Discovering green tea, a drink with multiple benefits

Did you know that tea is the most consumed drink in the world after water? Learn more about this beverage that has been around for thousands of years…

Tea, the second most popular drink in the world

What are the origins of green tea?

A little history...

Historically, the first appearance of tea dates to the second century BC. There are different types of teas like green tea that interest us here, but also black teas, oolong teas, and many others. All teas come from the Camellia sinensis shrub. The differences between green tea, black tea, and oolong tea come from the different maturation processes. Green tea represents 18% of the world’s consumption. 

The tea plant, an emblematic plant

The tea plant is naturally almost 10 meters high. However, growers prune it to a height of 1 meter to facilitate harvesting in the plantations. This shrub grows mainly on acidic and loose soils. Concerning the climate, the tea plant likes sunny environments as well as cool and rainy nights necessary for the maturation of the aromas of its leaves. 

A demanding harvest

The harvest of tea leaves is done up to 4 times a year depending on the region. Even today, the harvest is still done by hand and the leaves are collected one by one. The youngest leaves are richer in beneficial compounds such as tannins. In addition, these are the leaves that give off the most flavor. Also, an early harvest guarantees a better-quality tea due to the richness of polyphenols.

How to obtain a tea fit for consumption?

Once picked, the tea leaves must be processed through various stages to obtain the much-appreciated beverage. The first one is called “withering”. The objective is to reduce the water content in the leaves, either with the help of a blower or directly in the open air. Once this stage is completed, the time comes for rolling, which marks the beginning of the oxidation process. This is the third stage and is carried out in a particularly humid environment. In the case of green teas, this stage is short-lived. Finally comes the last stage of drying. The objective is to stop the oxidation process to preserve a maximum of aromatic substances while ensuring that the leaves do not become moldy.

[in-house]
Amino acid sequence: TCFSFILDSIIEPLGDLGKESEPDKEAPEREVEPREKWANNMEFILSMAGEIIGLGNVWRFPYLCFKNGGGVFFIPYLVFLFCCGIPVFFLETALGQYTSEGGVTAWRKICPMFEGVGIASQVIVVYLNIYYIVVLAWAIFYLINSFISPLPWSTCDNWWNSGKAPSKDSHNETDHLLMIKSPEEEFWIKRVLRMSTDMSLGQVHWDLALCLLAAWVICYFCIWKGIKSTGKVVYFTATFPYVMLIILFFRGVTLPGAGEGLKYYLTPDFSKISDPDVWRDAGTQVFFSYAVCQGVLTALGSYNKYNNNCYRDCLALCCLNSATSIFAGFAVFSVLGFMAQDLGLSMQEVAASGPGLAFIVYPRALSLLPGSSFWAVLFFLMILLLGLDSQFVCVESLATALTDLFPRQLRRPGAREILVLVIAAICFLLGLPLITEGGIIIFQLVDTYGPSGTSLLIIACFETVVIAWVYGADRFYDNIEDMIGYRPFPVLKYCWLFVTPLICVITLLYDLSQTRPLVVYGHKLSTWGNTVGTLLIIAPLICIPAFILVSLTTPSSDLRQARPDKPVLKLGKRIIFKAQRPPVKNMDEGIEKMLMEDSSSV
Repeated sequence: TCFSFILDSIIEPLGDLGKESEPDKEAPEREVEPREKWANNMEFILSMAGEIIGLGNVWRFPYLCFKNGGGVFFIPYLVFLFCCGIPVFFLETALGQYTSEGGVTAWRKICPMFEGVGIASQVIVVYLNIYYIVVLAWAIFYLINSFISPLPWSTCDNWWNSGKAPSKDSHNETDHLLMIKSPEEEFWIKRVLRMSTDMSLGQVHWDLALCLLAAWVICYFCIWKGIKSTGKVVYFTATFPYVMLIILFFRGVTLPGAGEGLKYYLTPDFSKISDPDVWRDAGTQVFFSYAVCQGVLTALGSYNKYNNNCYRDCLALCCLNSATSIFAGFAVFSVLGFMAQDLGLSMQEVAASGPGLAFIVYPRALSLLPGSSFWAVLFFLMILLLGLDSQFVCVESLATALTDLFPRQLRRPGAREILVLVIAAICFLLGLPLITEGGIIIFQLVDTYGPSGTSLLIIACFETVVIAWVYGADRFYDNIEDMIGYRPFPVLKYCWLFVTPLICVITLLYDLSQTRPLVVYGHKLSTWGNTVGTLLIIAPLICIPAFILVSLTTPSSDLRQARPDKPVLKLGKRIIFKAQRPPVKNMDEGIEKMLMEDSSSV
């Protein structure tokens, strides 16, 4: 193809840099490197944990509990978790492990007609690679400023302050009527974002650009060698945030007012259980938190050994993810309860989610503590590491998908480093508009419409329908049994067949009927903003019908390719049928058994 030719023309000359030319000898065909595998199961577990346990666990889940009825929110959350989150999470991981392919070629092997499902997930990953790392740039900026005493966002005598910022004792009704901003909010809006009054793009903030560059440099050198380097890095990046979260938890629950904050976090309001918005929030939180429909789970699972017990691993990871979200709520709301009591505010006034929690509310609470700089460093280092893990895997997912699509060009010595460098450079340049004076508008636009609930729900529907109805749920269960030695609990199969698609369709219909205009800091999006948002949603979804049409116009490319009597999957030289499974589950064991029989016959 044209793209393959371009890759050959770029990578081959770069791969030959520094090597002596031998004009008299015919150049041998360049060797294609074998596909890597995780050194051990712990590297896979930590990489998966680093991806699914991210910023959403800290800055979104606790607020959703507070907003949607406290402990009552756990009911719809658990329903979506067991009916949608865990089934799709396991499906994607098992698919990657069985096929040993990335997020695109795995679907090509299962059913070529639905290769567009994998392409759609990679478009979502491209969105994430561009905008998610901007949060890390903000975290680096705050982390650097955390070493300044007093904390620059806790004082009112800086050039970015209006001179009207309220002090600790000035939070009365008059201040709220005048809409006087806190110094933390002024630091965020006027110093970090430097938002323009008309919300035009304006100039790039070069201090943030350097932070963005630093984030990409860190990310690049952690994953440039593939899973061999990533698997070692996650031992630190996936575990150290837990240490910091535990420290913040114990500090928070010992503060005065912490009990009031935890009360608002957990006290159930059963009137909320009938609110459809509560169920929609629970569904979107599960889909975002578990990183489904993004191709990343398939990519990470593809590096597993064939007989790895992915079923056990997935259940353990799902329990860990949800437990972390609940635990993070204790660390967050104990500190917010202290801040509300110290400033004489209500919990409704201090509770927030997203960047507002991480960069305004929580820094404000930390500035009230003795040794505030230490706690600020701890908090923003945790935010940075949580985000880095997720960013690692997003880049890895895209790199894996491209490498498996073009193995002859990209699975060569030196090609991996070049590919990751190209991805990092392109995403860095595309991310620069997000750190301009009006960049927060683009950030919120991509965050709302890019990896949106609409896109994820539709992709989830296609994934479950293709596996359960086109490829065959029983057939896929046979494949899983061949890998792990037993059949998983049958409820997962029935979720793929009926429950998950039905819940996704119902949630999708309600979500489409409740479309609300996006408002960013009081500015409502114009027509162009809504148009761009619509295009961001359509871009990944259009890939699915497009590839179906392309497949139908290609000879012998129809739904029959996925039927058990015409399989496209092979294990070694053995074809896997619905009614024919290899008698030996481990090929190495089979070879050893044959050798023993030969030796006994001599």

Did you know that? It takes no less than 5 kg of fresh tea leaves to obtain 1 kg of tea to brew!

How many varieties of tea are there?

Concerning the number of tea varieties, there are countless of them coming mainly from China, Japan, and India. Among the most famous varieties, concerning Japan, we can mention names like matcha tea or bancha tea. On the Chinese side, gunpower tea or long jing tea remains very well known. Finally, on Indian soil, green Darjeeling tea is still making a name for itself. 

A drink with multiple benefits

Tea is renowned for its high content of compounds known for their benefits to the body.

Tea is an antioxidant drink

Tea is defined as a natural antioxidant drink. Indeed, tea leaves contain numerous polyphenols. These polyphenols help protect cells against oxidative stress and thus against cell aging. It should be noted that the richness of antioxidant substances increases with low oxidation times, as in the case of green teas. The most active polyphenol with the most beneficial effects on the body is called epigallocatechin, which is present in green teas up to 70%. Note that one cup contains an average of 400 mg of polyphenols, which is twice as much as in a glass of orange juice. Finally, note that the polyphenol content varies greatly depending on the quality of the harvest, the harvest season, and the infusion time.